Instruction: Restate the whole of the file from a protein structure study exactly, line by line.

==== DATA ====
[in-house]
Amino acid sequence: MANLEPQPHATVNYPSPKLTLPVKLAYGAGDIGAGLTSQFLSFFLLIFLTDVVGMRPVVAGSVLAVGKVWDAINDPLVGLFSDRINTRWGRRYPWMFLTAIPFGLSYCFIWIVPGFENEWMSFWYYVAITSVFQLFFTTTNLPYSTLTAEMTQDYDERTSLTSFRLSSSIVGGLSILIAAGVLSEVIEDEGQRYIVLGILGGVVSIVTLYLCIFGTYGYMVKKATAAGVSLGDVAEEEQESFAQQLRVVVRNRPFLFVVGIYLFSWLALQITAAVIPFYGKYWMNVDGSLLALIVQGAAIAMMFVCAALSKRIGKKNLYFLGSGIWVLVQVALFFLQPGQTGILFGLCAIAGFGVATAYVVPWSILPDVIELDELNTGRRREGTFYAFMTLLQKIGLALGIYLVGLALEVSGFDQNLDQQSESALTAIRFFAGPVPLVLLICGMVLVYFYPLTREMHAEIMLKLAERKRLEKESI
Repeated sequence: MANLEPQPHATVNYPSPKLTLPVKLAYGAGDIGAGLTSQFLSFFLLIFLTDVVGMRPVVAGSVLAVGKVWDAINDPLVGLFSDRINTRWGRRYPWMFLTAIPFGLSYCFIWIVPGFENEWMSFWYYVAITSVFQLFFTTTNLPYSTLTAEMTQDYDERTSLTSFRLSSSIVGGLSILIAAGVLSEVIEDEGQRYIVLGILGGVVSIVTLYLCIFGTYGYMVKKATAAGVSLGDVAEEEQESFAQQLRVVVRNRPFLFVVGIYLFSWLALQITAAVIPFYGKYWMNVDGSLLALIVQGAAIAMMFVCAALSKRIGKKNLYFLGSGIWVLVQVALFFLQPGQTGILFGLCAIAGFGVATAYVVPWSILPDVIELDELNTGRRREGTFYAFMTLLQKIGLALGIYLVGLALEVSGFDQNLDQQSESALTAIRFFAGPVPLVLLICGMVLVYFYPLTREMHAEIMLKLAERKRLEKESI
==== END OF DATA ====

[in-house]
Amino acid sequence: MANLEPQPHATVNYPSPKLTLPVKLAYGAGDIGAGLTSQFLSFFLLIFLTDVVGMRPVVAGSVLAVGKVWDAINDPLVGLFSDRINTRWGRRYPWMFLTAIPFGLSYCFIWIVPGFENEWMSFWYYVAITSVFQLFFTTTNLPYSTLTAEMTQDYDERTSLTSFRLSSSIVGGLSILIAAGVLSEVIEDEGQRYIVLGILGGVVSIVTLYLCIFGTYGYMVKKATAAGVSLGDVAEEEQESFAQQLRVVVRNRPFLFVVGIYLFSWLALQITAAVIPFYGKYWMNVDGSLLALIVQGAAIAMMFVCAALSKRIGKKNLYFLGSGIWVLVQVALFFLQPGQTGILFGLCAIAGFGVATAYVVPWSILPDVIELDELNTGRRREGTFYAFMTLLQKIGLALGIYLVGLALEVSGFDQNLDQQSESALTAIRFFAGPVPLVLLICGMVLVYFYPLTREMHAEIMLKLAERKRLEKESI
Repeated sequence: MANLEPQPHATVNYPSPKLTLPVKLAYGAGDIGAGLTSQFLSFFLLIFLTDVVGMRPVVAGSVLAVGKVWDAINDPLVGLFSDRINTRWGRRYPWMFLTAIPFGLSYCFIWIVPGFENEWMSFWYYVAITSVFQLFFTTTNLPYSTLTAEMTQDYDERTSLTSFRLSSSIVGGLSILIAAGVLSEVIEDEGQRYIVLGILGGVVSIVTLYLCIFGTYGYMVKKATAAGVSLGDVAEEEQESFAQQLRVVVRNRPFLFVVGIYLFSWLALQITAAVIPFYGKYWMNVDGSLLALIVQGAAIAMMFVCAALSKRIGKKNLYFLGSGIWVLVQVALFFLQPGQTGILFGLCAIAGFGVATAYVVPWSILPDVIELDELNTGRRREGTFYAFMTLLQKIGLALGIYLVGLALEVSGFDQNLDQQSESALTAIRFFAGPVPLVLLICGMVLVYFYPLTREMHAEIMLKLAERKRLEKESI